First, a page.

What To Do With Your Old Phone When You Upgrade

What To Do With Old Phone

I’m very lucky that I get to test out many different mobile devices. I’m the dork who usually has 3 phones with me. Not because I’m so important, but because I want to use the new phones like you’d use them. But most people aren’t like that and when they upgrade to a new phone the old one ends up getting kicked to the curb.

I don’t know anyone who’d just throw an old phone away. Even if the screen was cracked or it wouldn’t hold a charge or can’t power on, few people would ever think to toss a phone in the trash or recycle bin. And that’s good because mobile phones – whether smartphones or not – contain chemicals that can harm the environment if not disposed of properly. That’s why I’m here to give you options on what you can do with your old phone.


1. Keep It – This is kind of an easy option if your device still works. Since all mobile devices have to be able to call 911 they’re great to just have on hand for a true emergency. Naturally you’d want to keep it powered up, although in reality it may end up stashed in the back of a drawer. Old smartphones without cell service will work on WiFi so you can still use it to get on the internet at home, when you travel, or at shops around town that offer free WiFi. It’s a great way to have something for the kids to play their games on while not having to hand over your device. Old phones also make great jukeboxes or a place to store your workout playlist. That way you can exercise and not get interrupted with texts or calls.

2. Give It To Someone In The Family – Maybe the kids need a phone. Or you’re trying to get your parents to ditch their 1992 flip phone for a “real” phone. If it’s just a year or so old, the technology is still relatively up to date and the device may still even be for sale with your carrier. Rather than buying a new device, hand-me-down devices are a great way to introduce new technology or upgrade older devices. Many carriers will allow you to add an additional line for a nominal fee or even provide pre-paid SIM cards so you don’t have to add a new line.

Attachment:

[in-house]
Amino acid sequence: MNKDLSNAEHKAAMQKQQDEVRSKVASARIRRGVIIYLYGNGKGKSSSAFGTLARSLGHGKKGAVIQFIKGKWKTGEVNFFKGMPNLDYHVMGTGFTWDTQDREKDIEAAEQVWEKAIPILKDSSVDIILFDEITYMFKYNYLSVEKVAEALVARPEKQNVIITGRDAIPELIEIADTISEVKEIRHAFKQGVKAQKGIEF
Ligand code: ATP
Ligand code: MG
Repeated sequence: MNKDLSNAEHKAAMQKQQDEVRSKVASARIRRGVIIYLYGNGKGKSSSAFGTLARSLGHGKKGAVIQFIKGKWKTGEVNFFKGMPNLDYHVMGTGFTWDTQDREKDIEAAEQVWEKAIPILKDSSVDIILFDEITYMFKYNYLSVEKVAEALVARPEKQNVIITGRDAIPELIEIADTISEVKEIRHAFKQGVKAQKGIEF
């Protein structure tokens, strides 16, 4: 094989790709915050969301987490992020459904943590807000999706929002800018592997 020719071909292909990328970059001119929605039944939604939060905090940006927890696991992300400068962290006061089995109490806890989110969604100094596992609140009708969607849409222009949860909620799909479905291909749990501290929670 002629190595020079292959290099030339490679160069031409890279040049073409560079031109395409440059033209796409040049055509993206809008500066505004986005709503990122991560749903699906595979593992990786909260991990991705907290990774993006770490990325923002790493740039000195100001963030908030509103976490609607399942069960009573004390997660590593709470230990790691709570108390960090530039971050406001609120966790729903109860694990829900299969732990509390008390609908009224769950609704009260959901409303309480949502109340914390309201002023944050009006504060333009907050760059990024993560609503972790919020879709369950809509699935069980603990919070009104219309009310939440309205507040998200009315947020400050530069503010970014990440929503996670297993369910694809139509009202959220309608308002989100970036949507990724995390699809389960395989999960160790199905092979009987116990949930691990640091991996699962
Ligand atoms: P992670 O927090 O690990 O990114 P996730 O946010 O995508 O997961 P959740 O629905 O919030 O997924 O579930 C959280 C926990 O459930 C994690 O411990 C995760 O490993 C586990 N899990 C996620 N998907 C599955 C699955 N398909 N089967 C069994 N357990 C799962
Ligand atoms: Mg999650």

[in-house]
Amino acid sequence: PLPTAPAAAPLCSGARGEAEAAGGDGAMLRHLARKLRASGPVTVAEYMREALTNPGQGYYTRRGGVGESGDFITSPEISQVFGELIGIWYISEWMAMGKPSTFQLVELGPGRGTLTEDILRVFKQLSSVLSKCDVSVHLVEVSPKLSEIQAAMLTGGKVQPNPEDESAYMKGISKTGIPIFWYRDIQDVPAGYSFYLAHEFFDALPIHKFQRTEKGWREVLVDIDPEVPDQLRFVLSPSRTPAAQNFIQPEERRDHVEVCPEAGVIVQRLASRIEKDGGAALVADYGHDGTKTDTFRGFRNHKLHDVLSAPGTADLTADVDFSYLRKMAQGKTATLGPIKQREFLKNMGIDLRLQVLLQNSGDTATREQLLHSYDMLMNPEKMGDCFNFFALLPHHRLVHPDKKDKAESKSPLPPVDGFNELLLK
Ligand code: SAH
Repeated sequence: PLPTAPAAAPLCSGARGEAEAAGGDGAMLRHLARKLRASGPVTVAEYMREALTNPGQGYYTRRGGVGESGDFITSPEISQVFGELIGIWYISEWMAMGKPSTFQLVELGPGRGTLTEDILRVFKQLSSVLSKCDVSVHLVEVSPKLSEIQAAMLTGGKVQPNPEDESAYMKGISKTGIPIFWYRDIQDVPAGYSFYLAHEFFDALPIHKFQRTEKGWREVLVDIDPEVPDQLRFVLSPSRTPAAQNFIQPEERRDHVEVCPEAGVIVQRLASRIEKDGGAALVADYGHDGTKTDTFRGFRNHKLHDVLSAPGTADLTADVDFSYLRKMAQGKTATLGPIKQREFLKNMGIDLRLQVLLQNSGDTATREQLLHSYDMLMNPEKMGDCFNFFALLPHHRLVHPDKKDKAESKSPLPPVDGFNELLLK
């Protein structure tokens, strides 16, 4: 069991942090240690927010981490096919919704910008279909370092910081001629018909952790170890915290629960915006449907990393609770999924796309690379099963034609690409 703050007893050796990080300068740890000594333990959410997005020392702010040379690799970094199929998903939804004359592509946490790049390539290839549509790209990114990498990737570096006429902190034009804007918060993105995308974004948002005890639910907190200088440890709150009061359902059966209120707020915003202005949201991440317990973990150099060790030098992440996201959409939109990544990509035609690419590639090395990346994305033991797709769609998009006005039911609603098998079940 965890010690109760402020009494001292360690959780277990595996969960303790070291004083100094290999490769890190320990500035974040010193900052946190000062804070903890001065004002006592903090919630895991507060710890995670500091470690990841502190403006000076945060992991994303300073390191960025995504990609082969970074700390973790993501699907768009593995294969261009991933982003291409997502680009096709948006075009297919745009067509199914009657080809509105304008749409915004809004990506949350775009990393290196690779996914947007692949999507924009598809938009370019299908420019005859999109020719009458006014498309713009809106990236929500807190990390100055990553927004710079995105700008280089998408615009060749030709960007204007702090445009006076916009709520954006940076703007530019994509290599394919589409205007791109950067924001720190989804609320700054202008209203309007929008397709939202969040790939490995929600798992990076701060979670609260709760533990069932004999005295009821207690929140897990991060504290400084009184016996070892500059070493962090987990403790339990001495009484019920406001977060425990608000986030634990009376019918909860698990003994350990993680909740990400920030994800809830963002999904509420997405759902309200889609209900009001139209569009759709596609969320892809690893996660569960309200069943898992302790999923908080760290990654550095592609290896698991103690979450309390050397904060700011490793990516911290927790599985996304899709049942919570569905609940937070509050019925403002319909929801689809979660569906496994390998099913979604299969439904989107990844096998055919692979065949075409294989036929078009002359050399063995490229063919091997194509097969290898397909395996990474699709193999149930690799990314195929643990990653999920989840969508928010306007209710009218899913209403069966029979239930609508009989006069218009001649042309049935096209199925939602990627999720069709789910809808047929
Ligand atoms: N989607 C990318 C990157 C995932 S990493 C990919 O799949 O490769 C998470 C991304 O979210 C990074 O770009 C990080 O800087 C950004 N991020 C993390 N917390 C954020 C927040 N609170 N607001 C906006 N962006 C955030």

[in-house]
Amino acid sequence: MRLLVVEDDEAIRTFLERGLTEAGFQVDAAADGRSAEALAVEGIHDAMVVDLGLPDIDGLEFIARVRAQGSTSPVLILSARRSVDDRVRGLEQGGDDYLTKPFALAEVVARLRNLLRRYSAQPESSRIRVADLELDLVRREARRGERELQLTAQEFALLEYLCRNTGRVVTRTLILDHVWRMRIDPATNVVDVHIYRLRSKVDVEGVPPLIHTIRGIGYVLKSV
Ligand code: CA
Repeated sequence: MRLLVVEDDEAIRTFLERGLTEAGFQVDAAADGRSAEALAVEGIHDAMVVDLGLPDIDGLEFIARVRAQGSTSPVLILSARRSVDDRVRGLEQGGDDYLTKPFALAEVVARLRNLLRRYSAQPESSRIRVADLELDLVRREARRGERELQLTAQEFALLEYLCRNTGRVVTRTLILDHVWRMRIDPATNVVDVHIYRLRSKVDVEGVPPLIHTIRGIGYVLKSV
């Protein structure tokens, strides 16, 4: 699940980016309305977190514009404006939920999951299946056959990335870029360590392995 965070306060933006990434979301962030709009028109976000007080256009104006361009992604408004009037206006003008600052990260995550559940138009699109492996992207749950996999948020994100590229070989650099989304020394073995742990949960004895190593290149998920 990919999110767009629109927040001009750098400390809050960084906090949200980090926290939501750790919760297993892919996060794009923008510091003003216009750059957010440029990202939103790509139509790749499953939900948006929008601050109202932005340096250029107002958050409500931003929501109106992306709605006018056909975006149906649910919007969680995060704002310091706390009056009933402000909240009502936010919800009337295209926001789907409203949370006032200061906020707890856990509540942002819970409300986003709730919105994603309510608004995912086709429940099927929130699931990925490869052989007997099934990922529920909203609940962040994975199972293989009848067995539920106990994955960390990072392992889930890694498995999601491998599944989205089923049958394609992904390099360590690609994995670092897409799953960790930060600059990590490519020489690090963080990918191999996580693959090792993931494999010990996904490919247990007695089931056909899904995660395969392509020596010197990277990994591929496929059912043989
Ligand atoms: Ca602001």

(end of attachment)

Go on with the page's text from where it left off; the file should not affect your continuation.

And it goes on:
3. Sell It – Many people often think this is their main option. With new devices often costing several hundred dollars, it makes sense to want to off-set the cost by selling your old device. There are many options available for selling mobile devices – Craigslist, Ebay, Gazelle, uSell, Swappa, Glyde, – and they all have their pros and cons. I’ve sold several mobile phones over the years but I don’t do it any more. I’ve found that even though most are relatively hassle-free, for me it’s not the best option.

4. Trade Up – Some carriers will allow you to trade-in to upgrade. If you want to get out of a phone and get the newest device, check with your carrier to see if they have a trade-in option. Many do, but only for certain devices. Carriers may also allow you to trade up devices when you switch, too. This comes in handy when you’re out of contract and want to leave your current carrier but don’t want to have to shell out for a new device.

5. Donate or Recycle Your Phone – Donating old cell phones is easier than ever these days, and there are many different causes. Sometimes you can just drop them off at any carrier’s store and they’ll refurbish the ones that can be fixed and then provide them to the charity they support or, if they’re not able to refurbish them the devices are recycled properly. Many grocery and office supply stores have donation/recycle stations. Usually they’re combined because some phones people want to donate may not be suitable for donation so they’re recycled. I’ve donated several devices to Hopeline over the past few years, even though Verizon was not my primary carrier. I’ve had a Verizon account for over 10 years and I liked the goal of proving cell phones to domestic abuse survivors so that’s why I’d donate to Hopeline. While donations made to Verizon’s Hopeline are not tax-deductible, if that’s something you need check with the charities you support and find out if they accept donations of old phones.

So there you have it – several great options for what to do when you upgrade your old phone and get a new one. Each comes with pros and cons but I’m sure there’s one that will work for you. And just because you choose one way this time doesn’t mean you always have to do the same thing. Options! And who doesn’t like options.

What have you done with your old phones?


Starfish Project: Raising Awareness and Money for Exploited Women

Recently a friend of mine made a major career change to do work she is passionate about. She took a job with an organization called Starfish Project.

Exploitation of women all over the world, especially in Asia, is a significant and overwhelming problem. Reading stories of young girls and women sold into sex-slavery and exploited in other ways, and hearing statistics often makes the problem seem completely unfathomable and people just don’t know where to start. And, sadly, this is not an issue isolated in Asia. Every woman, no matter where in the world and no matter her background, is important.

Every woman deserves the chance to provide for her family, grow, and feel valued.

Starfish Project